Fire destroys homemade home, art gallery

Published 12:00 am Wednesday, August 14, 2002

Culkin Volunteer Firefighter Kenny Pugh rests his head on his arm as firefighters of Culkin, Bovina and Fisher Ferry Volunteer Fire Departments work to contain the blaze on Warriors Trail in Bovina Tuesday.(The Vicksburg Post/MELANIE DUNCAN)

[08/14/02]Earl Wayne Simmons passed out on the side of the road Tuesday after he walked up and saw flames shooting nearly 50 feet into the air from the roof of his home and art gallery in Bovina.

Less than 50 feet away, his wife, Geneva Shears, fell to the ground sobbing. In less than an hour, everything the family owned and the art Simmons had been creating for 23 years was destroyed.

“We don’t have enough water and we’re using everything the area’s got,” Warren County Volunteer Fire Coordinator Kelly Worthy said as volunteers from Culkin and Bovina departments tried to keep the fire from spreading into adjacent woods and nearby homes. A painted sign near the front door not yet captured by the flames read, “Earl’s Art Gallery and Museum.”

“There’s not enough water in the Mississippi to cool this off,” Worthy said at the scene, 644 Warriors Trail.

The fire started around 11:32 a.m. behind the rambling home’s stove and spread quickly through the mostly wooden structure, Shears said. She, her three small children and her 17-year-old son who were home at the time, escaped unharmed before the flames spread into the attic, broke through the roof and burned the leaves and small branches off nearby trees.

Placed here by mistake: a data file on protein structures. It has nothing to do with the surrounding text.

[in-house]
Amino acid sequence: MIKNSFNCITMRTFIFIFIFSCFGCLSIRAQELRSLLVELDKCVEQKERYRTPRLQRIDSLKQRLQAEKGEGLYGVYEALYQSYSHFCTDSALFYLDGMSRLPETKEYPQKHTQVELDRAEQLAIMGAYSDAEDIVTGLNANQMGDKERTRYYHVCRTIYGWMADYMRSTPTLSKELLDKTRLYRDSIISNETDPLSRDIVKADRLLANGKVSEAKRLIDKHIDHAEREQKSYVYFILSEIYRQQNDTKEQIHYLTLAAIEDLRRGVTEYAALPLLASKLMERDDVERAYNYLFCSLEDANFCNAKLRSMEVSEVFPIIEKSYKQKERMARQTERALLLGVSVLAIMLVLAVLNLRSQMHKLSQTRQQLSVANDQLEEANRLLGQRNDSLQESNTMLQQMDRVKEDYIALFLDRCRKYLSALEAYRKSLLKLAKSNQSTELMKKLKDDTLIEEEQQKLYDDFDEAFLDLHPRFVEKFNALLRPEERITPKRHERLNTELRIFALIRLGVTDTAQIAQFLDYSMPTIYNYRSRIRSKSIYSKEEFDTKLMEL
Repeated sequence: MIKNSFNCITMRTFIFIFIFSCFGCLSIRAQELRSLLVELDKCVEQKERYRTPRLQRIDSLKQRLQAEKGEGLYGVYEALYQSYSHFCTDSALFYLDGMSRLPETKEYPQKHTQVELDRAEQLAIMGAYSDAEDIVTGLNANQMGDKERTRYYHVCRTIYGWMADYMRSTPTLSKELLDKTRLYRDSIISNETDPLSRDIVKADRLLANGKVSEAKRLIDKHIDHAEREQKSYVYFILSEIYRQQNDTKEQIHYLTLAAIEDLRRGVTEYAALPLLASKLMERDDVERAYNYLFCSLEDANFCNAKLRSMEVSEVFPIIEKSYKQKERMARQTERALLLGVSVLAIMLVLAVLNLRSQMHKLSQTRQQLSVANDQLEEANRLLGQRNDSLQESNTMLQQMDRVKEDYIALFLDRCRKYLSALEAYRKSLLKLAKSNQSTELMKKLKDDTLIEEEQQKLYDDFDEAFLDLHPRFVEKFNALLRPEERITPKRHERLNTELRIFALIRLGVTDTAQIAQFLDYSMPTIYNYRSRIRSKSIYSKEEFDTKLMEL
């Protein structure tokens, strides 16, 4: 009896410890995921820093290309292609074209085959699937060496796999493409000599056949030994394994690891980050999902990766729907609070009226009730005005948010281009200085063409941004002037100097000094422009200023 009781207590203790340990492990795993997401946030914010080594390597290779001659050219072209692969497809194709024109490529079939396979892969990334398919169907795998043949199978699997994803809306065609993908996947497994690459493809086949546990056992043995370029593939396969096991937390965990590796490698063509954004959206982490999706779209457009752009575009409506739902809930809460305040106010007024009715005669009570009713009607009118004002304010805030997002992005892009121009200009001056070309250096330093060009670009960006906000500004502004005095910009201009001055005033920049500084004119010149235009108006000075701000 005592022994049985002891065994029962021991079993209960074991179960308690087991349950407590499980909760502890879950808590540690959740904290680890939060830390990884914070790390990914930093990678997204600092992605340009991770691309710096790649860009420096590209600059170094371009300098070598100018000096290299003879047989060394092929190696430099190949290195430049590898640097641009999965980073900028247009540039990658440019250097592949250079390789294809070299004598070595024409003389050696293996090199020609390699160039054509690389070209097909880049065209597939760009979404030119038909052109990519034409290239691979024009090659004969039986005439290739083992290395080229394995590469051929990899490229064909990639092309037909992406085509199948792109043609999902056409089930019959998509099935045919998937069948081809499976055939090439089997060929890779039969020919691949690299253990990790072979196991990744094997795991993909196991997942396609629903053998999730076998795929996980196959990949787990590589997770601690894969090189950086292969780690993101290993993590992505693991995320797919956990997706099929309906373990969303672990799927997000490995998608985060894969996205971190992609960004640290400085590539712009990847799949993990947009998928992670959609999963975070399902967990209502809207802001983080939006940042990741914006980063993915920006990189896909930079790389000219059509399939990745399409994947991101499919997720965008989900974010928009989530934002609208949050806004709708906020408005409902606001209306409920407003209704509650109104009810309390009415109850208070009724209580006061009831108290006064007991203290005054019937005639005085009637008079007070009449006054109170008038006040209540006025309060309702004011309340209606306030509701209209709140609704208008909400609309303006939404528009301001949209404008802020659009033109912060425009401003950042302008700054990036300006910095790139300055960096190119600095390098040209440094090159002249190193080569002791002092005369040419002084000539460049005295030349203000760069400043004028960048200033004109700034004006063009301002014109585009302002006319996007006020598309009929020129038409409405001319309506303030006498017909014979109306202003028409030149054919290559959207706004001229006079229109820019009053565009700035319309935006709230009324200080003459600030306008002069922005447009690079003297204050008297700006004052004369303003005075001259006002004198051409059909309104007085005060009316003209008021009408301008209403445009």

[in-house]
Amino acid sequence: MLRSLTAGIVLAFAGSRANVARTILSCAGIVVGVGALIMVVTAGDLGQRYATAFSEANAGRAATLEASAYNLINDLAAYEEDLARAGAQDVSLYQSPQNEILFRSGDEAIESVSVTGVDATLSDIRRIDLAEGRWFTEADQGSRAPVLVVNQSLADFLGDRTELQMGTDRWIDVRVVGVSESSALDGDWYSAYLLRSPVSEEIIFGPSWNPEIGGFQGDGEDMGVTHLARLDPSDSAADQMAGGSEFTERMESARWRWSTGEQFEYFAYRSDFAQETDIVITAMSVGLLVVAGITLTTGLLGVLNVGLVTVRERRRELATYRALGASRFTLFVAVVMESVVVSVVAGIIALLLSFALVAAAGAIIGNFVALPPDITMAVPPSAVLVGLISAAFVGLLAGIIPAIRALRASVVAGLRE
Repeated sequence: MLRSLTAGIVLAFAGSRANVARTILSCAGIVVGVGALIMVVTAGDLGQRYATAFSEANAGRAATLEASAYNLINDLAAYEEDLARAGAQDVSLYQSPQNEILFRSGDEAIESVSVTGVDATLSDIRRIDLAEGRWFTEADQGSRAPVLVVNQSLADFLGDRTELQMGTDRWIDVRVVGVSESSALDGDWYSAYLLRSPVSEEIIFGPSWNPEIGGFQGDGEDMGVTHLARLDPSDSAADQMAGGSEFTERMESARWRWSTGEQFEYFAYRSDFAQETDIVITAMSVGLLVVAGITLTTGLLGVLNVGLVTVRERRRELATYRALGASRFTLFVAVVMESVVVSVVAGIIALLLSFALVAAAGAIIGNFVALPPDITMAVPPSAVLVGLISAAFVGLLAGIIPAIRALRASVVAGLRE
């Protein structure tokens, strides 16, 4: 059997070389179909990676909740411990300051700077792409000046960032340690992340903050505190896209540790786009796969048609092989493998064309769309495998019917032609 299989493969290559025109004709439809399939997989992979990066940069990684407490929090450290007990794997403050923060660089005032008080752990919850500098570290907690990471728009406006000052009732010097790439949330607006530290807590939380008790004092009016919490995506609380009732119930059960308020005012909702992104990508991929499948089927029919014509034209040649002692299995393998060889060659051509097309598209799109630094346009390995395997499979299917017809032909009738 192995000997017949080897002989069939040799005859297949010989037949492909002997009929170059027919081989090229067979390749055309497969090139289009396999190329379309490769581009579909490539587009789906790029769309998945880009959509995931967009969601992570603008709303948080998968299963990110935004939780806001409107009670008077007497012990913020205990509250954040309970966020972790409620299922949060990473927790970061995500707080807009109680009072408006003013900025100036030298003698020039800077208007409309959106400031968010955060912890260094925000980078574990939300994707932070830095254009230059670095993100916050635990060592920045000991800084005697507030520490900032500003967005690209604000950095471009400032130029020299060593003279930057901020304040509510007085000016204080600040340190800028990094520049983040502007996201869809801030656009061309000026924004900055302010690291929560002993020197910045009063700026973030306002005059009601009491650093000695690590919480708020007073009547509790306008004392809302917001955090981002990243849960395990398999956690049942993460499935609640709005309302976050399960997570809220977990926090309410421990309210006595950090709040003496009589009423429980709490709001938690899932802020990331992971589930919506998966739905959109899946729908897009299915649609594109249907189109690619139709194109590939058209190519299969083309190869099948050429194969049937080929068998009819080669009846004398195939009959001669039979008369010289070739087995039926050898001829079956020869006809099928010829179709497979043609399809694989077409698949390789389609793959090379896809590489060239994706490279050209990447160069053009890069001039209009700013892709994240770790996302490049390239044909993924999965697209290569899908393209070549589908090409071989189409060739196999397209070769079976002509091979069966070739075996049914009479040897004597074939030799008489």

“If I wouldn’t have woke, we’d all be dead,” Shears said.

Simmons was taken to River Region Medical Center, where he was reported treated and released. The family spent the night in motel rooms provided by the Red Cross.

Earl’s Art Gallery contained not only his original works, many of them brightly painted assemblages of wood and metal, but the structure had themed rooms and was art itself. High school and college students took field trips there. It had been featured locally by The Vicksburg Post and in newspapers and magazines nationally and internationally.

“That’s his whole life,” said Lesley Silver of Vicksburg’s Attic Gallery. “The place where he lived defined who he is. It was his masterpiece.”

The family, which includes Shears’ 13 children, lost everything, including their clothing and household goods.

Simmons, who also works for the Warren County Highway Department, built the home one room at a time. Different areas depicted a store, gallery, museum, nightclub, disco booth, cafe and workshop.

Some of his folk art, which included paintings, collectible toy cars and trucks and rebuilt restaurant equipment, was there. Other items are in shops, galleries and personal collections.

“It’s a lost treasure,” Silver said. “People know about him all over the world.”

A benefit for Simmons and the family will be from 2 p.m. to 5 p.m. Aug. 25 at the Attic Gallery. Immediate donations are also being accepted, Silver said.

“His art was his way of making his dreams come true,” said Daniel W. Boone, a Vicksburg artist familiar with Simmons and his work.

Boone said Simmons began creating things as a child when he would have to make his own toys from whatever he could find. As an adult, he continued making his art from wood, metal and other materials he could salvage.

The house reduced to ashes actually started from two windows that were given to Simmons, Boone said, adding that he built the first walls around them and kept going.

But the eccentric design may have actually quickened the pace that the fire spread, according to firefighters.

“That type of construction; we just didn’t have a chance,” Worthy said.

The home was built like a maze, according to Worthy, making it impossible for firefighters to get inside to the flames. The outside was covered with tin, keeping water from getting inside.